BEE is a system developed for the automatic annotation of biomedical texts. Implemented methods for tagging are general and domain-dependency is limited to specific thesauri of the biomedical domain. Additional domain specific knowledge is automatically acquired through an Inductive Logic Programming system (ATRE) that works on logical representations of the textual content. Text is preprocessed by means of ANNIE, a component of the GATE (General Architecture for Text Engineering) infrastructure for information extraction. JAPE (a Java Annotation Patterns Engine) language, which is available in GATE, is also used to recognize regular expressions.
BEE supports users in:
defining user annotation classes;
manually annotating texts to provide mining examples for user classes;
customizing linguistic analysis through dictionary (gazeteers) management;
automatically generating data for mining;
using induced models to perform automatic annotation of new texts;
The architecture of the BEE system is based on three main layers: data acquisition/persistence, text processing and text annotation. Data can be loaded from both file system and database. The text processing layer includes functionalities for text segmentation, text cleaning and normalization, feature extraction (statistical, morphological, lexical, semantical, structural features) and generation of logic descriptions for learning tasks. To perform feature extraction operations BEE exploits language engeneering modules of the GATE framework. The annotation layer allows final users to provide learning examples and expert users to manage learning processes in order to obtain a suitable knowledge base for automatic annotation tasks. Persistence of annotation results and learning operations is supported.
This application concerns the annotation of the HmtDB resource of variability and clinical data associated to mitochondrial pathological phenotypes. These data are prevalently available in the literature where are reported in a completely free style. In this scenario, the goal is to identify occurrences of specific biological objects (i.e., mutations) and their features (e.g., position in the DNA, involved nucleotides, etc.) as well as the method of analysis and some information on the subjects from which the DNA was extracted (e.g., age, gender, nationality, pathologies of the sample, etc.). This problem is translated in an information extraction problem. More precisely, the user is asked to define sets of annotation classes and to manually annotate data sets of interest. Domain dictionaries can be imported in the system to support text processing operations. Management of learning sessions is delegated to the expert user who can set parameters and launch experiments by using the BEE interface. Learned rules are used to automatically annotate new texts. The result of automatic annotation is visually proposed to the user who supervises and corrects annotations in order to allow the learner to improve the perfomances.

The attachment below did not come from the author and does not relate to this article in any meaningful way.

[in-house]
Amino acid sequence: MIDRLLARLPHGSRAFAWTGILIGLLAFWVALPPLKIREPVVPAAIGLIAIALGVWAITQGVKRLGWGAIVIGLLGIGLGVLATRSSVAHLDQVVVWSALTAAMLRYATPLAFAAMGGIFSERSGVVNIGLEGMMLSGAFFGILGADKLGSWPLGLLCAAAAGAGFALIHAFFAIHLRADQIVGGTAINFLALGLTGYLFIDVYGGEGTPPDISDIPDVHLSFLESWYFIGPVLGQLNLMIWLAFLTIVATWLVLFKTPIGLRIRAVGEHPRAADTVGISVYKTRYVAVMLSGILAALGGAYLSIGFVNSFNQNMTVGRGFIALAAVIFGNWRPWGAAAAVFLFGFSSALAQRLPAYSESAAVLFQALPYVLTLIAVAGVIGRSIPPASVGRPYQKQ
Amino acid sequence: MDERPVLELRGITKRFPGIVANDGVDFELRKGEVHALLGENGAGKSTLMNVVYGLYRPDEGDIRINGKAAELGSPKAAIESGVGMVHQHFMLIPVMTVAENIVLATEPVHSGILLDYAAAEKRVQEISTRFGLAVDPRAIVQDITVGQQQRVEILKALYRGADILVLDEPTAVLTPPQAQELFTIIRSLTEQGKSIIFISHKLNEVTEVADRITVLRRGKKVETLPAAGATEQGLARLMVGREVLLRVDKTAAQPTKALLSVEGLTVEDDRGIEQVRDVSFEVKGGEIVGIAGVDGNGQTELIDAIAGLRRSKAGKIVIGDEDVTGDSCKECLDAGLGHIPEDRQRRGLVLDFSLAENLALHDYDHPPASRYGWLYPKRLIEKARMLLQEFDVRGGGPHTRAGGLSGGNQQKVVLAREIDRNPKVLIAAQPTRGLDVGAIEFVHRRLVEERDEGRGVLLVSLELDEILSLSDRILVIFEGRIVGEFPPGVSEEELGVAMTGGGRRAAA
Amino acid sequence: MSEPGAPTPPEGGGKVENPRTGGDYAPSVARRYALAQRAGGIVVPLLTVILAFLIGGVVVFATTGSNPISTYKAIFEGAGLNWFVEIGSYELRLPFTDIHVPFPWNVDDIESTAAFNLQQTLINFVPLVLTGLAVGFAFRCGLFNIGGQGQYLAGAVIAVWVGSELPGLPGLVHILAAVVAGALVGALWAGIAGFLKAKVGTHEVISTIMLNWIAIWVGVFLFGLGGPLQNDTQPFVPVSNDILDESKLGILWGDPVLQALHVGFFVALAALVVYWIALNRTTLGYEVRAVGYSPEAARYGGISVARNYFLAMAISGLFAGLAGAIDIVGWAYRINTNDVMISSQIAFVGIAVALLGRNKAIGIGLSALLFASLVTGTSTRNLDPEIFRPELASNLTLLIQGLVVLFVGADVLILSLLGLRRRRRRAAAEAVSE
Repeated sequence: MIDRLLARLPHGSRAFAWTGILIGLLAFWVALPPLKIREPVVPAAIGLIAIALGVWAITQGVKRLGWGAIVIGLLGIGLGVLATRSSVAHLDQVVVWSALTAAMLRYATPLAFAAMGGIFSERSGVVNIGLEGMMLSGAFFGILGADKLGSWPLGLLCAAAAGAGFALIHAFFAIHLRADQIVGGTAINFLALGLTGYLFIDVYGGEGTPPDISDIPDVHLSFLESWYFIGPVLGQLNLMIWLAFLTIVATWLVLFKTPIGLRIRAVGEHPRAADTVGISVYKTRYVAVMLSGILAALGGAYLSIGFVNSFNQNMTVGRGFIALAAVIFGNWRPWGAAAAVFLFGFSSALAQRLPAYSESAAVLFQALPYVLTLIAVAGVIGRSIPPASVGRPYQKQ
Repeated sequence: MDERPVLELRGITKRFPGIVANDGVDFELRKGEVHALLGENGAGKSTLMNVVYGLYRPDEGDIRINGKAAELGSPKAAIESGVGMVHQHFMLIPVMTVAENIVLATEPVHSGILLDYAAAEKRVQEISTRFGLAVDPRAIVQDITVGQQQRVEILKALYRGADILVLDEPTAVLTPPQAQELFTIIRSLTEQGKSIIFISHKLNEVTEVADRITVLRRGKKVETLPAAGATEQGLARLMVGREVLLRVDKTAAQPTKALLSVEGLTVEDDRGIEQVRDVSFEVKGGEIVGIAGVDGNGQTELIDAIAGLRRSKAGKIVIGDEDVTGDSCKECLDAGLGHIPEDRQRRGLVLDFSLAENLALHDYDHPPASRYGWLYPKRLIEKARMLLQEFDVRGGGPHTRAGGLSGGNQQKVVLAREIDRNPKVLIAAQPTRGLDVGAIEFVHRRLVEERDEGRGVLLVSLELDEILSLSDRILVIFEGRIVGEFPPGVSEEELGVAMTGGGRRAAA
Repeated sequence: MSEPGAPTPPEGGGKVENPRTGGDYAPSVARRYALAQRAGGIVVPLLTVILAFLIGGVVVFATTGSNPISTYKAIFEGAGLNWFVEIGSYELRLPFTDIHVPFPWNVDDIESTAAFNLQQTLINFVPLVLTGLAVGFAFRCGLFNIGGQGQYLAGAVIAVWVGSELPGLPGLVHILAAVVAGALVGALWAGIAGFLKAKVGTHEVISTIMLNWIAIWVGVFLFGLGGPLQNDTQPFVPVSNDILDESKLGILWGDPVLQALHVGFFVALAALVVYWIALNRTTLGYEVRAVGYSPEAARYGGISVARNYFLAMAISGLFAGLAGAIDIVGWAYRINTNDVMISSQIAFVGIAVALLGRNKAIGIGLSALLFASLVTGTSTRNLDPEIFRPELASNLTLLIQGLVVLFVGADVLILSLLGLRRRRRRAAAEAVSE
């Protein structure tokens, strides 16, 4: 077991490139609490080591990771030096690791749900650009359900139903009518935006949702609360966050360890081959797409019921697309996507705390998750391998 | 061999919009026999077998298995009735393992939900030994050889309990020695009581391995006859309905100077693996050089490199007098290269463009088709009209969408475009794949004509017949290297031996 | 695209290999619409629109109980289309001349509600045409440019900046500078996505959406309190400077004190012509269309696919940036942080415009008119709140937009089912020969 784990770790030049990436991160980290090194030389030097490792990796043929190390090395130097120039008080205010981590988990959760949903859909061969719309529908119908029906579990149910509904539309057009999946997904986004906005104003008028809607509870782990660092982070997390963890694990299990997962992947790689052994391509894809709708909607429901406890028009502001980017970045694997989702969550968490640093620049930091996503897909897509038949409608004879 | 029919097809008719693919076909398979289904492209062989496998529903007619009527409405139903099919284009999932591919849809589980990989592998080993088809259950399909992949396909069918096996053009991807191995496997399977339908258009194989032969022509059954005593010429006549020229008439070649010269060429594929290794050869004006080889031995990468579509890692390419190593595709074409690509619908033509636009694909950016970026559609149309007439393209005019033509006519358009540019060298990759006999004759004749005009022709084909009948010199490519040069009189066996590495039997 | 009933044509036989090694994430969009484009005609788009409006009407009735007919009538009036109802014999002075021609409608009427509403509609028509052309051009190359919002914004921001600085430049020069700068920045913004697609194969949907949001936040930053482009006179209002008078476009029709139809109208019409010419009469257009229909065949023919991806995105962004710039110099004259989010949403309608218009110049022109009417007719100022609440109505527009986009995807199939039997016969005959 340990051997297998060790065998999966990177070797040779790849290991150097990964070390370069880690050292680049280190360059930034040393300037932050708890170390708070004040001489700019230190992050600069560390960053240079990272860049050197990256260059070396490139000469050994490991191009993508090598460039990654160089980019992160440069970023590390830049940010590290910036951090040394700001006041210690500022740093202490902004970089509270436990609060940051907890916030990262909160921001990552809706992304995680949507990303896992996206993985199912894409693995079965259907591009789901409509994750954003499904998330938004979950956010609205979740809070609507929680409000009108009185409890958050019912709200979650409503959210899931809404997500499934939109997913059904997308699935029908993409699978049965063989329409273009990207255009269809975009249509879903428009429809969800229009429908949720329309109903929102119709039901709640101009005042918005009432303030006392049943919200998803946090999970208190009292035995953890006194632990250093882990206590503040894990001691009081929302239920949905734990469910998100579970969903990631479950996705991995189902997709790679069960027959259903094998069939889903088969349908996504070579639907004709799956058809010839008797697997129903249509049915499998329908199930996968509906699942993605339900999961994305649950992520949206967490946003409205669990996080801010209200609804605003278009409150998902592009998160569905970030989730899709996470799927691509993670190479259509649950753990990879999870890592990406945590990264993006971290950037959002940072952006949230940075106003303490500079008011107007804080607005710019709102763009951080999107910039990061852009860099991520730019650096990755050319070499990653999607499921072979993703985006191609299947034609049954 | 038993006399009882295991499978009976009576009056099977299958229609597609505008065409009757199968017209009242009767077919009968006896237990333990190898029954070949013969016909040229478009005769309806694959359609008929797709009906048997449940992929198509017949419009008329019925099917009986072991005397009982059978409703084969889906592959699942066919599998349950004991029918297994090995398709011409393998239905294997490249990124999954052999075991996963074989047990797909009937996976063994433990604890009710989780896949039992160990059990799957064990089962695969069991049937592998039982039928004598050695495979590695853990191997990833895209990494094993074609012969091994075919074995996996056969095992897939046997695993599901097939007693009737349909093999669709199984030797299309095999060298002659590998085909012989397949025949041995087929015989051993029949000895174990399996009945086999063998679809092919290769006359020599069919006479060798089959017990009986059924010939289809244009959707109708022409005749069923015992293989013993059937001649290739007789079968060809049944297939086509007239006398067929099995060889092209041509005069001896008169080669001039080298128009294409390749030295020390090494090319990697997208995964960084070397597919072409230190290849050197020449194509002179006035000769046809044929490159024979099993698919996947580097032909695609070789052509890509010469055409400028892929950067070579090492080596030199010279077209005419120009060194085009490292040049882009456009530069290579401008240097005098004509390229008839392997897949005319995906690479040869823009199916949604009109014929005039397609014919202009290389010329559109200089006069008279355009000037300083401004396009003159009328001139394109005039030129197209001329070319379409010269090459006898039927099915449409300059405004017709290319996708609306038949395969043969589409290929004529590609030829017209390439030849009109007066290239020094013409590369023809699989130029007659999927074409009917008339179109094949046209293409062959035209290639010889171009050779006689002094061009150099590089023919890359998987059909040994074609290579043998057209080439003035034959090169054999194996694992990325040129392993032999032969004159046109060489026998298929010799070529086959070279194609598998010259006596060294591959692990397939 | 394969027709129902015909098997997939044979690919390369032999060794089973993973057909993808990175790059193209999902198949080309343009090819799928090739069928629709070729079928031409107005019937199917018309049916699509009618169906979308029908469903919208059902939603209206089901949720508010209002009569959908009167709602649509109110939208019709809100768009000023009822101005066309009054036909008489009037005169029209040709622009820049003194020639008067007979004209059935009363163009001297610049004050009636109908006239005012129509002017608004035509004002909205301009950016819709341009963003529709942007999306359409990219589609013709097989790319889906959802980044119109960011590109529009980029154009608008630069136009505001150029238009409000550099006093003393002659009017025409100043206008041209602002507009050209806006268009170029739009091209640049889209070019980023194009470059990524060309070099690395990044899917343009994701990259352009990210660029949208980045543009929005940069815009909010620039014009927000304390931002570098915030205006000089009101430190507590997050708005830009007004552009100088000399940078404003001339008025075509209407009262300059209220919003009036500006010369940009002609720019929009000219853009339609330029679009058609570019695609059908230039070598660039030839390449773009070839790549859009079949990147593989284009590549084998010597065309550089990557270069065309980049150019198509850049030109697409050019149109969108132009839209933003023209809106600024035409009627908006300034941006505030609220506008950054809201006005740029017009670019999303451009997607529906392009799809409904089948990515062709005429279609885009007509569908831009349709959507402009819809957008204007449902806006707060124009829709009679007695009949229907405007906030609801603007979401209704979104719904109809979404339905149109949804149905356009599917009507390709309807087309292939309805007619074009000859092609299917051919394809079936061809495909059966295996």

In the figure a tailoring of the BEE interface for this annotation task is reported.
M. Berardi, D. Malerba (2006). Learning Recursive Patterns for Biomedical Information Extraction. In: S. Muggleton, R. Otero and A. Tamaddoni-Nezhad (Eds.): Inductive Logic Programming, 16th International Conference on Inductive Logic Programming, ILP 2006, Santiago de Compostela, Spain, August 24-27, 2006. Series: Lecture Notes in Artificial Intelligence 4405 Springer 2007, 79-93.
M. Berardi, D. Malerba & M. Attimonelli (2006). Mining Information Extraction Models for HmtDB annotation. Proceedings of the International Workshop on Data Mining in Bioinformatics (DMB 2006), IEEE Computer Society, pp. 207-212.
M. Berardi, V. Giuliano, & D. Malerba (2006). Learning for Biomedical Information Extraction with ILP. Convegno italiano di Logica Computazionale (CILC 2006). Bari, Italy, June 26-27, 2006.
M. Berardi (2006). Towards Semantic Indexing of documents: a data mining perspective. Ph.D. Thesis, D. Malerba (supervisor), University of Bari, April 2006.